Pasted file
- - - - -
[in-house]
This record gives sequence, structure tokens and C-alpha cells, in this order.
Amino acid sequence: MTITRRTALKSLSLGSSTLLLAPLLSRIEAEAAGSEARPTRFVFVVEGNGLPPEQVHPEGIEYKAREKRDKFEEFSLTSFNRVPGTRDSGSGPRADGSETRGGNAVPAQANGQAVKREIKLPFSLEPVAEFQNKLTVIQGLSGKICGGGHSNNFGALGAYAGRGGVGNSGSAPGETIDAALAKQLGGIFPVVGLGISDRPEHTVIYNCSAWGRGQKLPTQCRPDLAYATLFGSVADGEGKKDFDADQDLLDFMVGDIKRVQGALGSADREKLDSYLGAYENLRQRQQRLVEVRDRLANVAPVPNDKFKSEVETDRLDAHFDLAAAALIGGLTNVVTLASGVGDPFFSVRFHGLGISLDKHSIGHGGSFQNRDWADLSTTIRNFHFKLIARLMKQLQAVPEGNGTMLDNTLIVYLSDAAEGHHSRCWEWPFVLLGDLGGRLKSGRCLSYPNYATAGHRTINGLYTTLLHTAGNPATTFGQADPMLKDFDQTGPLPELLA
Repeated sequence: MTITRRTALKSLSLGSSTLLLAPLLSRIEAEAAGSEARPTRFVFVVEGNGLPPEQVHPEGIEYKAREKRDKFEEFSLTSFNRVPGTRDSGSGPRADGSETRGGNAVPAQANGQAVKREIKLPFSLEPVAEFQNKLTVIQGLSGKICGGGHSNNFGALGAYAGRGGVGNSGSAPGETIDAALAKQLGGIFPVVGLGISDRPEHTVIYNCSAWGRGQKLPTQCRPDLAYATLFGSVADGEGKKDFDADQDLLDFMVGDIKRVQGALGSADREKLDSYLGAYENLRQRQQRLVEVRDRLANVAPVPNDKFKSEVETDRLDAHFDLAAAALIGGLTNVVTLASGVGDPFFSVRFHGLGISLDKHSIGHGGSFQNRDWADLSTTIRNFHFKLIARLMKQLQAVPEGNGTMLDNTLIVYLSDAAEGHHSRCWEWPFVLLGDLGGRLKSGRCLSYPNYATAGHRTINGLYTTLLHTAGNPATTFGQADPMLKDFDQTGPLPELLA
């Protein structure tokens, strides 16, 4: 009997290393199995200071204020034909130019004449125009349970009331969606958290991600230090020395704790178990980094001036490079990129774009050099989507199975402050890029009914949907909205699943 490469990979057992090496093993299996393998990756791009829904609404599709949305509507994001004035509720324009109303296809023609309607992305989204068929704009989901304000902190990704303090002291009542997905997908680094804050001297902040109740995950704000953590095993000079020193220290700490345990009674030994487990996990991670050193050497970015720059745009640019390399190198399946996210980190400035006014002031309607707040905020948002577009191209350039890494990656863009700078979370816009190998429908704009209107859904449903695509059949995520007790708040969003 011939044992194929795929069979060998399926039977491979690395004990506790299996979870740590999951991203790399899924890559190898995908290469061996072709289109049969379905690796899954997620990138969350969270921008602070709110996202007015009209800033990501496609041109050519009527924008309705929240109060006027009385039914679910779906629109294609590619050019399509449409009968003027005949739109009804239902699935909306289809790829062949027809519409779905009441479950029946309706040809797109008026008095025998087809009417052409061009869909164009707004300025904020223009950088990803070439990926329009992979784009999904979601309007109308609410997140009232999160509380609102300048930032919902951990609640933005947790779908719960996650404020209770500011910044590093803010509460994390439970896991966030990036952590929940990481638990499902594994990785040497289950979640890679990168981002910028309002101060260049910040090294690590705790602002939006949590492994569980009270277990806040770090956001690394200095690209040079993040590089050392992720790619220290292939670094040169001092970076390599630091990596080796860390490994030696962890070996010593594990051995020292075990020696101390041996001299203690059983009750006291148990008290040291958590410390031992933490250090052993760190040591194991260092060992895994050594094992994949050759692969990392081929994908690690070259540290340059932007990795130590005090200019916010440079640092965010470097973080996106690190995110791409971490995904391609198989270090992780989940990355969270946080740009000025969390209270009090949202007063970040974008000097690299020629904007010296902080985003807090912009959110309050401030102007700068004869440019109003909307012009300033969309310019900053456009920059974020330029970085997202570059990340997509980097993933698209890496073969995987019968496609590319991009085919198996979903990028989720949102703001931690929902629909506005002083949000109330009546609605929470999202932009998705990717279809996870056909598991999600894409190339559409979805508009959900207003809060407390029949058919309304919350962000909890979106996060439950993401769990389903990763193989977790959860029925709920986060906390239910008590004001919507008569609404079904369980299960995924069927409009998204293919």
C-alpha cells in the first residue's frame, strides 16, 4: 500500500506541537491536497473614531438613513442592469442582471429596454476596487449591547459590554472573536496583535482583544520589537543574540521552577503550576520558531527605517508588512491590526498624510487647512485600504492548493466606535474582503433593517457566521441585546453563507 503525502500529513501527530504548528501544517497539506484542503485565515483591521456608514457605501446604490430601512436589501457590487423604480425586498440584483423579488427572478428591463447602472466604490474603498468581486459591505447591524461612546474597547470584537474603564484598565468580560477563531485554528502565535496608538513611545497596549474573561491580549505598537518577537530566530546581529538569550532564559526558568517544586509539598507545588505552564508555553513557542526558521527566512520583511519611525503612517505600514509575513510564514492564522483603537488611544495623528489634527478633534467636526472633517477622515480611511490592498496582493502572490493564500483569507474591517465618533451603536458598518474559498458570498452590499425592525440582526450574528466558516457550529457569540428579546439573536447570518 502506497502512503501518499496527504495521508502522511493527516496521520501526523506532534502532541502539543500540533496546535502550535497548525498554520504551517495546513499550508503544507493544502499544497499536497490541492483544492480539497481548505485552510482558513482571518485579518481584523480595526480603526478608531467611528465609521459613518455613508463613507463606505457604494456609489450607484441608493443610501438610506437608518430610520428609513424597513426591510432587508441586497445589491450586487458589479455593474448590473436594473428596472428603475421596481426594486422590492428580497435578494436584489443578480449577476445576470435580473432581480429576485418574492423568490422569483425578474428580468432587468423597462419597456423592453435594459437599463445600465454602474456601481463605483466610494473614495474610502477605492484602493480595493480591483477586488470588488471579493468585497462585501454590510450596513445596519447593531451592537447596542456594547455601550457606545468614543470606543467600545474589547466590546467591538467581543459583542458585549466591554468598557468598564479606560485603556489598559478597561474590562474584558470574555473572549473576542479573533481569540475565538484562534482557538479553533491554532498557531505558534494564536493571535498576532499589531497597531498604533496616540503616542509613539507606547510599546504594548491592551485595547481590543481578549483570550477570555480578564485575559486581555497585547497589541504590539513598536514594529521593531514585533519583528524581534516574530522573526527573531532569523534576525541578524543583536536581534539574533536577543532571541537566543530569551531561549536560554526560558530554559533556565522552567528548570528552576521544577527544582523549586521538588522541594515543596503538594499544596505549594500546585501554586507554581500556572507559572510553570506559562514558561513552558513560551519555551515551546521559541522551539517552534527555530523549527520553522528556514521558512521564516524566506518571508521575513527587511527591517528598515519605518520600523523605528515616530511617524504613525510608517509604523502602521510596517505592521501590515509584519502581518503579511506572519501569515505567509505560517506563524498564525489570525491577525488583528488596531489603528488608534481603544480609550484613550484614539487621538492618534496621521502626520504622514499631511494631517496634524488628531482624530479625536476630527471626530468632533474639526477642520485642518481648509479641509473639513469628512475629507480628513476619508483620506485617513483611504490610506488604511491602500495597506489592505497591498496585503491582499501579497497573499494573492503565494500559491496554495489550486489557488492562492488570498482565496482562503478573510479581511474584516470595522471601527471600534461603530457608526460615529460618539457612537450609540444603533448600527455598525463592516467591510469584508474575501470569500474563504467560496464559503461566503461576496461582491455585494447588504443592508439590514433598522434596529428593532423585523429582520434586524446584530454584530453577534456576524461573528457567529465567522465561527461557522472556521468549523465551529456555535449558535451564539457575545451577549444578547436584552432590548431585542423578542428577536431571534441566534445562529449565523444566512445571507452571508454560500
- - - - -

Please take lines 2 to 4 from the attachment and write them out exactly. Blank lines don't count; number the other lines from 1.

This record gives sequence, structure tokens and C-alpha cells, in this order.
Amino acid sequence: MTITRRTALKSLSLGSSTLLLAPLLSRIEAEAAGSEARPTRFVFVVEGNGLPPEQVHPEGIEYKAREKRDKFEEFSLTSFNRVPGTRDSGSGPRADGSETRGGNAVPAQANGQAVKREIKLPFSLEPVAEFQNKLTVIQGLSGKICGGGHSNNFGALGAYAGRGGVGNSGSAPGETIDAALAKQLGGIFPVVGLGISDRPEHTVIYNCSAWGRGQKLPTQCRPDLAYATLFGSVADGEGKKDFDADQDLLDFMVGDIKRVQGALGSADREKLDSYLGAYENLRQRQQRLVEVRDRLANVAPVPNDKFKSEVETDRLDAHFDLAAAALIGGLTNVVTLASGVGDPFFSVRFHGLGISLDKHSIGHGGSFQNRDWADLSTTIRNFHFKLIARLMKQLQAVPEGNGTMLDNTLIVYLSDAAEGHHSRCWEWPFVLLGDLGGRLKSGRCLSYPNYATAGHRTINGLYTTLLHTAGNPATTFGQADPMLKDFDQTGPLPELLA
Repeated sequence: MTITRRTALKSLSLGSSTLLLAPLLSRIEAEAAGSEARPTRFVFVVEGNGLPPEQVHPEGIEYKAREKRDKFEEFSLTSFNRVPGTRDSGSGPRADGSETRGGNAVPAQANGQAVKREIKLPFSLEPVAEFQNKLTVIQGLSGKICGGGHSNNFGALGAYAGRGGVGNSGSAPGETIDAALAKQLGGIFPVVGLGISDRPEHTVIYNCSAWGRGQKLPTQCRPDLAYATLFGSVADGEGKKDFDADQDLLDFMVGDIKRVQGALGSADREKLDSYLGAYENLRQRQQRLVEVRDRLANVAPVPNDKFKSEVETDRLDAHFDLAAAALIGGLTNVVTLASGVGDPFFSVRFHGLGISLDKHSIGHGGSFQNRDWADLSTTIRNFHFKLIARLMKQLQAVPEGNGTMLDNTLIVYLSDAAEGHHSRCWEWPFVLLGDLGGRLKSGRCLSYPNYATAGHRTINGLYTTLLHTAGNPATTFGQADPMLKDFDQTGPLPELLA